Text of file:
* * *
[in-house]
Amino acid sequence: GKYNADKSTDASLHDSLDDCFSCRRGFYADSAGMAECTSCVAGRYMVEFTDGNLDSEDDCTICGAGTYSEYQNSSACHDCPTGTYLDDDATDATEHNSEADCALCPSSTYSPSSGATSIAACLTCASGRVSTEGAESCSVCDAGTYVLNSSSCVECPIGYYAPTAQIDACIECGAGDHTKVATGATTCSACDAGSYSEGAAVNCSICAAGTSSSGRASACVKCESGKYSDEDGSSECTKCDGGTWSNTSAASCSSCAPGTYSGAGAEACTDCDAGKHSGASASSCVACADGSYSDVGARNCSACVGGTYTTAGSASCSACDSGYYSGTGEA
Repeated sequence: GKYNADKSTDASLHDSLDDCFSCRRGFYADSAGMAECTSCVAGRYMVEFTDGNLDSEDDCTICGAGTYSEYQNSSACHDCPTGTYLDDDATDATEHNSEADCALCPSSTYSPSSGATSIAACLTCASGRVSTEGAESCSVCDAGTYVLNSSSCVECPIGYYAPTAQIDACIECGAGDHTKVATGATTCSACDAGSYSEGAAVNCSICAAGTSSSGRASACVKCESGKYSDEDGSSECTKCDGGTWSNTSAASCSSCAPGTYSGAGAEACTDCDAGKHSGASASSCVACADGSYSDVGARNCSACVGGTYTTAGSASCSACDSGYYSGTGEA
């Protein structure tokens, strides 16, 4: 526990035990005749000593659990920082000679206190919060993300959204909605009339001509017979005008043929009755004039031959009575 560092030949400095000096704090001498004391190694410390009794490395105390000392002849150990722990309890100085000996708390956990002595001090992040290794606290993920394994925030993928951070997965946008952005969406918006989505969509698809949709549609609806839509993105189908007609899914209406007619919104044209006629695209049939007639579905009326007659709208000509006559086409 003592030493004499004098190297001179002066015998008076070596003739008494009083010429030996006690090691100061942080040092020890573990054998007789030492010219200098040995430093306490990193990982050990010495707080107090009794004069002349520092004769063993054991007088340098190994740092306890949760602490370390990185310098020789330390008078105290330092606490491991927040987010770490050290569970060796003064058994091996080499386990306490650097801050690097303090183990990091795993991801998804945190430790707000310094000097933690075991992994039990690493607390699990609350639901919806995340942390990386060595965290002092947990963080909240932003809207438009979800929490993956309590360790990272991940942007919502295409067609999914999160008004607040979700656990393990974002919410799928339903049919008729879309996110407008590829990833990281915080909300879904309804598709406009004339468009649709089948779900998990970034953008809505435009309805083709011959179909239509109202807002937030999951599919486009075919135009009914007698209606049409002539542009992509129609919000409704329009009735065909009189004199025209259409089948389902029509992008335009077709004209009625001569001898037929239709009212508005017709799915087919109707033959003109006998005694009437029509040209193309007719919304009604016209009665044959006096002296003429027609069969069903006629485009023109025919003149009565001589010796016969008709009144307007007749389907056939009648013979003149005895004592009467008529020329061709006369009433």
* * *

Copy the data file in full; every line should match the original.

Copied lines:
[in-house]
Amino acid sequence: GKYNADKSTDASLHDSLDDCFSCRRGFYADSAGMAECTSCVAGRYMVEFTDGNLDSEDDCTICGAGTYSEYQNSSACHDCPTGTYLDDDATDATEHNSEADCALCPSSTYSPSSGATSIAACLTCASGRVSTEGAESCSVCDAGTYVLNSSSCVECPIGYYAPTAQIDACIECGAGDHTKVATGATTCSACDAGSYSEGAAVNCSICAAGTSSSGRASACVKCESGKYSDEDGSSECTKCDGGTWSNTSAASCSSCAPGTYSGAGAEACTDCDAGKHSGASASSCVACADGSYSDVGARNCSACVGGTYTTAGSASCSACDSGYYSGTGEA
Repeated sequence: GKYNADKSTDASLHDSLDDCFSCRRGFYADSAGMAECTSCVAGRYMVEFTDGNLDSEDDCTICGAGTYSEYQNSSACHDCPTGTYLDDDATDATEHNSEADCALCPSSTYSPSSGATSIAACLTCASGRVSTEGAESCSVCDAGTYVLNSSSCVECPIGYYAPTAQIDACIECGAGDHTKVATGATTCSACDAGSYSEGAAVNCSICAAGTSSSGRASACVKCESGKYSDEDGSSECTKCDGGTWSNTSAASCSSCAPGTYSGAGAEACTDCDAGKHSGASASSCVACADGSYSDVGARNCSACVGGTYTTAGSASCSACDSGYYSGTGEA
């Protein structure tokens, strides 16, 4: 526990035990005749000593659990920082000679206190919060993300959204909605009339001509017979005008043929009755004039031959009575 560092030949400095000096704090001498004391190694410390009794490395105390000392002849150990722990309890100085000996708390956990002595001090992040290794606290993920394994925030993928951070997965946008952005969406918006989505969509698809949709549609609806839509993105189908007609899914209406007619919104044209006629695209049939007639579905009326007659709208000509006559086409 003592030493004499004098190297001179002066015998008076070596003739008494009083010429030996006690090691100061942080040092020890573990054998007789030492010219200098040995430093306490990193990982050990010495707080107090009794004069002349520092004769063993054991007088340098190994740092306890949760602490370390990185310098020789330390008078105290330092606490491991927040987010770490050290569970060796003064058994091996080499386990306490650097801050690097303090183990990091795993991801998804945190430790707000310094000097933690075991992994039990690493607390699990609350639901919806995340942390990386060595965290002092947990963080909240932003809207438009979800929490993956309590360790990272991940942007919502295409067609999914999160008004607040979700656990393990974002919410799928339903049919008729879309996110407008590829990833990281915080909300879904309804598709406009004339468009649709089948779900998990970034953008809505435009309805083709011959179909239509109202807002937030999951599919486009075919135009009914007698209606049409002539542009992509129609919000409704329009009735065909009189004199025209259409089948389902029509992008335009077709004209009625001569001898037929239709009212508005017709799915087919109707033959003109006998005694009437029509040209193309007719919304009604016209009665044959006096002296003429027609069969069903006629485009023109025919003149009565001589010796016969008709009144307007007749389907056939009648013979003149005895004592009467008529020329061709006369009433």